youth-making the polar-star of Truth and Honor For ourselves, we are of opinion, that nothing his guide-escaping all the quicksands and sheals of has been, or can be, offered for the improvement the great sea of Human Life, in whose bosom lie of the service, more efficient than the views set engulphed so many daring spirits, and whose coasts forth in “Scraps from the Lucky Bag;" and we are strewed with the wrecks of ambition, folly and would recommend to the Officers of the Navy that crime, has found safe anchorage in a pleasant they should, by every means in their power, urge harbor. May the halcyon continue to spread its the new Secretary to give these papers a full and fair wings over his quiet and beautiful and prosperous examination, with the view of being, in some mea- home! sure, guided in his course by the practical wisdom The Book exhibits a curious and interesting picand experience exhibited in them.

ture of the habits and occupations of the prisoners * Mais revenons,” &c. &c.—we have been too at Dartmoor. We had not thought that such long from our subject. Our Author did meet with license of speech and action had been tolerated in a portion of the fate we imagined for “some youth the prisoners at that famous jail. They drankof promise ;" he was “ herded in a prison with they quarrelled-fought-gambled-rioted. The wretches;" and well was it for him that he had in English officers and soldiers in charge of the prison his nature something more than promise, or he appear to have exhibited, on some occasions, a would have hardly failed falling into the latter part degree of toleration towards the prisoners, which, of the imaginary predicament of our youth. Boldly we had supposed, had never been exercised to. and manfully did he resist the temptations to evil, wards them. We do not wish to defend the bruby which all were beset; and he came out from the tal conduct of the commandant, Shortland, who prison, unscathed by the pestilential influence of ordered his men to fire upon the prisoners --by the scoundrelism around him. We have since which some eight or ten were killed, and many koown him as Foreman and Proof-Reader in our others wounded ;-for, according to the Author's own office; and can safely aver, that neither the showing, so violent a procedure does not appear cruise in the Privateer nor the abode in the Prison to have been necessary, upon that, nor any other could at all affect the moral rectitude of his nature. occasion; but we do not see how such turbuHe passed through the glowing furnace of temp- lent spirits could have been kept in the necessary tation and evil, and yet there was no “smell of fire degree of obedience and subordination, except by on his garments." As a Printer and Proof-Reader, strictly enforcing the necessary rules and regulahe bas few equals; and, we may add, in all sin-'tions. They had disobeyed orders—disregarded


entreaties-despised and laughed at threats-re

QUOTIDIANA. fused to give up prisoners demanded for punishment-insulted and stoned the officerstaunted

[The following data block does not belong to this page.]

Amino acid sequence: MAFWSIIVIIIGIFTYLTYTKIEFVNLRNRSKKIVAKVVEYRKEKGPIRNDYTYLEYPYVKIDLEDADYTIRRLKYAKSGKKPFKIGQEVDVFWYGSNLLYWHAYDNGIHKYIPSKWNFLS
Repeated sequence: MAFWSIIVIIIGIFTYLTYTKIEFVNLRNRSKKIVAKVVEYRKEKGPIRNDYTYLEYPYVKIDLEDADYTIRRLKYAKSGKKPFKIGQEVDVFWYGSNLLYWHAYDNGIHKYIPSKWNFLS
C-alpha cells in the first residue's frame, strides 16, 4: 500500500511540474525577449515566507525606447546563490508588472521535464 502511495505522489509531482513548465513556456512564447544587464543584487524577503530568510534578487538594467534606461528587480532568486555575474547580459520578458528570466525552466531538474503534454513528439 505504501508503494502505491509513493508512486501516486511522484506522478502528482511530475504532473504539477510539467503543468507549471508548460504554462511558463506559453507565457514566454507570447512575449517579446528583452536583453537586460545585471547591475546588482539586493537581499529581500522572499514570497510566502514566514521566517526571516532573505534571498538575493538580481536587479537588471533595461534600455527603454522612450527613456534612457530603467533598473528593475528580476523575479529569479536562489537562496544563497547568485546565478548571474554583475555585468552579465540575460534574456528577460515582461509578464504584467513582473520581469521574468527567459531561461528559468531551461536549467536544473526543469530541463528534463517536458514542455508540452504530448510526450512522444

E. SNOD GRASS, M. D. and abused the soldiers—and seemed determined, by every means in their power, to draw upon their

NO. VII. own heads the heaviest measure of punishment.

Those who use the epithets“ disagreeable” and The style of the Work is easy and agreeable, though possibly too technical, to please the general do injustice to the season.

" forbidding,” when discoursing of winter, surely

There is something in mass of readers. We can readily imagine how

the influence of this season of frosts and snow and an old “Salt,” (generally the gravest of human

wind, which tends to elevate and perfect our dobeings,) seated upon a “Match Tub," on his “ Forecastle” home, would chuckle over its humor. We mestic sympathies. The very wind which howls have ourselves enjoyed it; and we heartily wish mournfully and chillingly around the homestead, the “Green Hand's First Cruise" the meed of suc

seems to drive our hearts into an intimacy of kin

dred feeling (an almost identity of spirit) we never cess it merits.

feel during the hours of the vernal or summer divisions of the year. It is now man may be filially happy--if ever-as he gives vent to the livelier

emotions of his nature. Now he may have leisure

to hold communion with those he loves most-his THE ENTHUSIAST'S FAITH.

kindred and neighbors—while he
Say you, that the wreath of greatness
Can but by a few be won?

“ Hangs over the enlivening blaze-"
Is there not in every spirit,

grateful to a kind Providence for the comforts of Strength to gain the race we run?

a home. What magic in that little word, for him!

Winter is the season for mental delights—for
Cannot strong and stern ambition
Trace for us our chosen way?

mental activity. Amid the dry and sultry days of Would you counsel calm submission

summer, the whole being appears to suffer from a To the soul that sighs for sway?

languor and exhaustion totally unbefitting intelleeWould you fetter dreams so restless,

tual pursuits. Our thoughts are sluggish and turYet untested in their might,